It is necessary for us at this point to compare notes with Cote d’Ivoire, our close neighbours, in terms of performance in domestic refining of crude oil, and try to decipher the methodology of our own local operations in the recent past. This is pertinent for several reasons, most important of which is that we need to learn from their exploits and therefrom correct our past mistakes.
Cote d’Ivoire and Nigeria built their first refineries the same year, 1965. Cote d’Ivoire has been 94 percent dependent on Nigeria’s crude supplies since inception. That country progressively improved on its output from 700,000 to 4,000,000 tonnes per annum (on full capacity utilisation, with two crude distillation units that produce about 82,000 barrels per day). According to 2007 financials, Cote d’Ivoire’s declared profit after tax of about N304.5 billion was its exports accruals for 78 percent of the total locally refined products. As small as its facilities are, it is still positioned in the international oil market as “a net exporter of refined petroleum products”. Do we now start comparing ourselves with Cote d’Ivoire based on its net exporter status of refined products, or with its paltry volume of 82,000 bpd output performance when our own 60,000 bpd plant built along with Cote d’Ivoire’s in 1965 is comatose?
We need to draw our attention to the fact that it is only by 2018, basing on today’s planning for the Greenfield refineries to come on stream, that we can see ourselves as “self-sufficient” for our local daily demands; that is, if the current combined installed capacity of the existing refineries, which is 445,000 bpd plus the proposed Greenfield ones presently downsized to 400,000 bpd, are all functional (i.e., a total of 845,000 bpd). It is only from then – if, for instance, our daily need for PMS is still put at 40 million litres – that we can boast of self-sufficiency with an excess of about 15 million litres for export. From this alone, we would be making a net profit after tax in the neighbourhood of about N900 billion from the export of PMS (extrapolating from the indicated financials of Cote d’Ivoire of 2007), all things being equal. Then there wouldn’t be any more wastage in the form of the so-called fuel subsidy, nor would there be acute fuel scarcity or smuggling of the products to neighbouring countries. Rather, we would have a net surplus for exports from our domestic refined petroleum products that would be sold officially in the international market.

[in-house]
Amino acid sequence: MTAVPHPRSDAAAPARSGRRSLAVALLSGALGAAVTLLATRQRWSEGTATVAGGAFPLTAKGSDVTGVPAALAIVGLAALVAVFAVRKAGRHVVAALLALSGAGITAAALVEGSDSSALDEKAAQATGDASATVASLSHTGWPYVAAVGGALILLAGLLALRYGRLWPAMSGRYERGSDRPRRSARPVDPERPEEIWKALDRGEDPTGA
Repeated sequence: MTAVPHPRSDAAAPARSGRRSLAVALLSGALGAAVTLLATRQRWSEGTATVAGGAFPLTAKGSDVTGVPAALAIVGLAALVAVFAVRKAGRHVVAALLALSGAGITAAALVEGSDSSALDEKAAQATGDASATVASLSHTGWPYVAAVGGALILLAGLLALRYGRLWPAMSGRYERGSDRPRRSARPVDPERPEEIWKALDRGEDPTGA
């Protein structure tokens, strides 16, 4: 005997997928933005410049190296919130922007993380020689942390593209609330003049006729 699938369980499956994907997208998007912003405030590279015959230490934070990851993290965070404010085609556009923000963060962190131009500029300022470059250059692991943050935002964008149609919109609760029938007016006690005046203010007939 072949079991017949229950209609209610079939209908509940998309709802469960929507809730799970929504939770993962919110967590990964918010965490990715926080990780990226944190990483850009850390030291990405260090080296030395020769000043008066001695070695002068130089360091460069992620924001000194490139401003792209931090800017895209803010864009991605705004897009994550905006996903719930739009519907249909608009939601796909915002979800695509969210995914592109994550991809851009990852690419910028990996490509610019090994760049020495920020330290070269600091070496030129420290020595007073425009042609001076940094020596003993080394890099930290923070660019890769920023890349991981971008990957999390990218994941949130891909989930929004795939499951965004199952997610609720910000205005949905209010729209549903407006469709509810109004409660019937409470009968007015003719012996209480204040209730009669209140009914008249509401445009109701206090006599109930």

Sequel to that, the privately-owned local refineries, like Amakpe in Akwa Ibom, Orient in Anambra, and many others, will in future add up to yet another giant one being proposed by Dangote, with installed capacity of 400,000 bpd plant worth $8 billion, expected by end of 2016. These local refineries will come up with their products, ranging from gasoline, diesel, jet fuel, fuel oil and liquefied petroleum gas (cooking gas) both for our very large, attractive local market and for exports. Outside these petroleum products, it is noteworthy that the NNPC presently produces petrochemicals from its Kaduna and Warri plants, with the following range: polypropylene, carbon black, linear alkylbenzene, benzene, heavy alkylate and deparafinated kerosene. It is only at the point when we must have comfortably become a net exporter of refined petroleum products that I can agree with the comment earlier made by the NNPC GED, Refining and Petrochemicals, Anthony Ogbuigwe, that “all our refineries are doing very well”. For now, one can only say it’s too early to celebrate.
One expects our NOC, like its global contemporaries, to wake up and engage fully in profit-making ventures/operations for the country from oil and gas reserves. This is urgent given the abundance of the factors of production at our disposal in the downstream sector. From the upstream oil sector, we need to be aware that our crude export is currently facing a shock occasioned by the significant drop in the USA’s import of crude from Nigeria. Over the past five years, it has been observed that there is a 63 percent drop in US dependence on Nigeria’s sweet crude as a result of growth in its own light shale oil production. May it now please our NOC to make optimal use of the opportunities the nation has in the oil sector for us to really become self-sufficient as we approach 2018? Once we become self-sufficient, there will no longer be need for Petroleum Support Fund (PSF) account through which fuel subsidy payment is disbursed (a fund pooled together by the presidency and the governors). I will rather suggest that the proceeds of this particular account be moved into the Sovereign Wealth Fund (SWF) account, when that time arises, to further improve its present savings arrangement for the rainy day. Overall steady growth in our foreign reserves will herald a healthy economy in the nation. To make Nigeria great is our watchword; it is the ultimate collective goal for the nation’s economic glory among the comity of nations. This can be achieved if only NNPC will launch the country as “net exporters of refined petroleum products”.
Nwachukwu writes from Onitsha, Anambra State.
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